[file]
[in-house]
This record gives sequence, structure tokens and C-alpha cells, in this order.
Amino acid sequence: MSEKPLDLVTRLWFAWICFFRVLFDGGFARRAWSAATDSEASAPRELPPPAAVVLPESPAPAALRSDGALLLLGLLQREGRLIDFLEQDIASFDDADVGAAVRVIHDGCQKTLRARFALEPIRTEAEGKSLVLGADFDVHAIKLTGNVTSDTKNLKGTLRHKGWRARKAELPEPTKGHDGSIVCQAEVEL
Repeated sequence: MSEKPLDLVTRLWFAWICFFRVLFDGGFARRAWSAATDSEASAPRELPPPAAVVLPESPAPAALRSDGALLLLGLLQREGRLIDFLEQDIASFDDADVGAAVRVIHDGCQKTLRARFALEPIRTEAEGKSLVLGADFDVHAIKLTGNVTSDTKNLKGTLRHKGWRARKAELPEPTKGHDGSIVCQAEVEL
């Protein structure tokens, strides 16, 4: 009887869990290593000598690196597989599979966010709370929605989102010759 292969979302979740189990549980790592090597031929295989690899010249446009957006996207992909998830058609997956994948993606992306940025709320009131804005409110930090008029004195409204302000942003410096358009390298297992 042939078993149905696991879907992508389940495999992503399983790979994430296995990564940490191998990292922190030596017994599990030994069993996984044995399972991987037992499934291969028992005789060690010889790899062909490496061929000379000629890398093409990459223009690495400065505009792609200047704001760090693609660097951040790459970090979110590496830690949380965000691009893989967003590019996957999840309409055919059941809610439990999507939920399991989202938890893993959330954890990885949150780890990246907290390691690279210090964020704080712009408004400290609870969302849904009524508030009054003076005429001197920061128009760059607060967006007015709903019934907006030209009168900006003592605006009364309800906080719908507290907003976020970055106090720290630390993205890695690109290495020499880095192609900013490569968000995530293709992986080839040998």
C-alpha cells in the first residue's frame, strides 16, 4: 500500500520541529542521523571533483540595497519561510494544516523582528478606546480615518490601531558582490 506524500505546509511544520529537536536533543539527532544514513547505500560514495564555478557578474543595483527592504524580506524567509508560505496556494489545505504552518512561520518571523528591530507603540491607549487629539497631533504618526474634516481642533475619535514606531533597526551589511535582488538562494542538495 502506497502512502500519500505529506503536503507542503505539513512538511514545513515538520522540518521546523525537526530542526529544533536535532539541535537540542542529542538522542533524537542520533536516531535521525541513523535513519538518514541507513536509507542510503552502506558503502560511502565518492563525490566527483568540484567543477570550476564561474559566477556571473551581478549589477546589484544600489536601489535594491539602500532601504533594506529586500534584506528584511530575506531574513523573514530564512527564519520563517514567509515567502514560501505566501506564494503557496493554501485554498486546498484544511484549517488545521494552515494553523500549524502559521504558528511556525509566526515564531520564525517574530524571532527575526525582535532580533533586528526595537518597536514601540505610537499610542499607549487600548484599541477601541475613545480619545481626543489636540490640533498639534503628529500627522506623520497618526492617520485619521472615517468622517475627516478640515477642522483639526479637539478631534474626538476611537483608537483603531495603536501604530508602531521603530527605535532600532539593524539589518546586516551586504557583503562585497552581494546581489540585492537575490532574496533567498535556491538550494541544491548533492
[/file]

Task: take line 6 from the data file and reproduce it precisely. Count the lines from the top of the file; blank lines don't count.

C-alpha cells in the first residue's frame, strides 16, 4: 500500500520541529542521523571533483540595497519561510494544516523582528478606546480615518490601531558582490 506524500505546509511544520529537536536533543539527532544514513547505500560514495564555478557578474543595483527592504524580506524567509508560505496556494489545505504552518512561520518571523528591530507603540491607549487629539497631533504618526474634516481642533475619535514606531533597526551589511535582488538562494542538495 502506497502512502500519500505529506503536503507542503505539513512538511514545513515538520522540518521546523525537526530542526529544533536535532539541535537540542542529542538522542533524537542520533536516531535521525541513523535513519538518514541507513536509507542510503552502506558503502560511502565518492563525490566527483568540484567543477570550476564561474559566477556571473551581478549589477546589484544600489536601489535594491539602500532601504533594506529586500534584506528584511530575506531574513523573514530564512527564519520563517514567509515567502514560501505566501506564494503557496493554501485554498486546498484544511484549517488545521494552515494553523500549524502559521504558528511556525509566526515564531520564525517574530524571532527575526525582535532580533533586528526595537518597536514601540505610537499610542499607549487600548484599541477601541475613545480619545481626543489636540490640533498639534503628529500627522506623520497618526492617520485619521472615517468622517475627516478640515477642522483639526479637539478631534474626538476611537483608537483603531495603536501604530508602531521603530527605535532600532539593524539589518546586516551586504557583503562585497552581494546581489540585492537575490532574496533567498535556491538550494541544491548533492